Following on from the lists of academic tweeters, we have put together a short guide to using Twitter in university research, teaching, and impact activities, available to download as a PDF or view on Issuu.
How can Twitter, which limits users to 140 characters per tweet, have any relevance to universities and academia, where journal articles are 3,000 to 8,000 words long, and where books contain 80,000 words? Can anything of academic value ever be said in just 140 characters?
We have put together a short guide answering these questions, showing new users how to get started on Twitter and hone their tweeting style, as well as offering advice to more experienced users on how to use Twitter for research projects, alongside blogging, and for use in teaching.
Download the PDF for more on:
- Building your following and managing your profile
- Using Twitter to maximise the impact of your research project
- Making the most of Twitter alongside your own blog
- Using course accounts with students
- A step by step guide to adding a Twitter feed to Moodle
- Extra resources and links to blog posts and articles on academic blogging and impact
Alternatively you can view the guide on Issuu
This is the First Edition of the guide, and we welcome feedback and suggestions. Have we missed any key resources? Let us know via firstname.lastname@example.org
Great work. These sort of resources are still very scattered across the web, despite a growing interest.
I had a decent amount of interest in a speculative post on using Twitter for action research: http://www.russellwebster.com/Blog/?p=297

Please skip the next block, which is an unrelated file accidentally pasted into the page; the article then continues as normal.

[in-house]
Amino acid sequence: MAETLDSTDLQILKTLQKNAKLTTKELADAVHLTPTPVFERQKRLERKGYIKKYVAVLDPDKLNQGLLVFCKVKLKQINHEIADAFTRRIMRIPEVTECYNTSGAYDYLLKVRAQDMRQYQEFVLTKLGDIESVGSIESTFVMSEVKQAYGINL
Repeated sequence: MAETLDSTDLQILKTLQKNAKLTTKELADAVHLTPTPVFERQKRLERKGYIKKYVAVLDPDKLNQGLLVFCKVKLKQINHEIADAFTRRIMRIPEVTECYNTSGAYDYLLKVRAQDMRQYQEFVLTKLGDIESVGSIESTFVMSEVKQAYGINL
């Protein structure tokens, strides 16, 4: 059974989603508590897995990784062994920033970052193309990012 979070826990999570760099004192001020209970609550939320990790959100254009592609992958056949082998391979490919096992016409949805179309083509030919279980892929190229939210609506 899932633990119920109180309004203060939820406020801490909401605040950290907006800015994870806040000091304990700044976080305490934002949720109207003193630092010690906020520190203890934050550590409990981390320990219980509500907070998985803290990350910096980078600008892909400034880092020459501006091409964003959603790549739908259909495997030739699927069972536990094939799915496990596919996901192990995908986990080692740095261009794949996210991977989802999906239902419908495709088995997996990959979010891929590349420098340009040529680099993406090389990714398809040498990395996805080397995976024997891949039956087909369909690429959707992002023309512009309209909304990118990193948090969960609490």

Thanks for putting it out there
Thanks for for this useful guide.
This is another very valuable resource. Keep up the good work! If you are interested in how researchers can target journalists through twitter then take a look at the following blog:
Its indeed a great work and valuable guide by LSE for researchers especially in under-developing economies. These resources are still scarce and cannot be easily discovered despite its popularity and wide-spread dispersion around the web.
Thanks for posting such a useful resource.
Recomiendo la lectura de Roberto Cuadros-Muñoz y Javier Villatoro (eds.): Twitter en la enseñanza y aprendizaje del español, Málaga, Digitalingua, 2014. Texto completo, en acceso abierto, en http://digitalingua.net/ediciones/twitter/
Have you ever thought about publishing an e-book or guest
authoring on other websites? I have a blog based upon on the same ideas
you discuss and would really like to have you share some stories/information. I know my viewers would appreciate your work.
If you are even remotely interested, feel free to shoot me
Well banning social media in universities is not a good idea because the current generation knows vpn things and they know how to by pass servers.
Some academics want to join Twitter to give their writing more reach. And you can expand your audience by using twitter. This twitter guide is really helpful for us.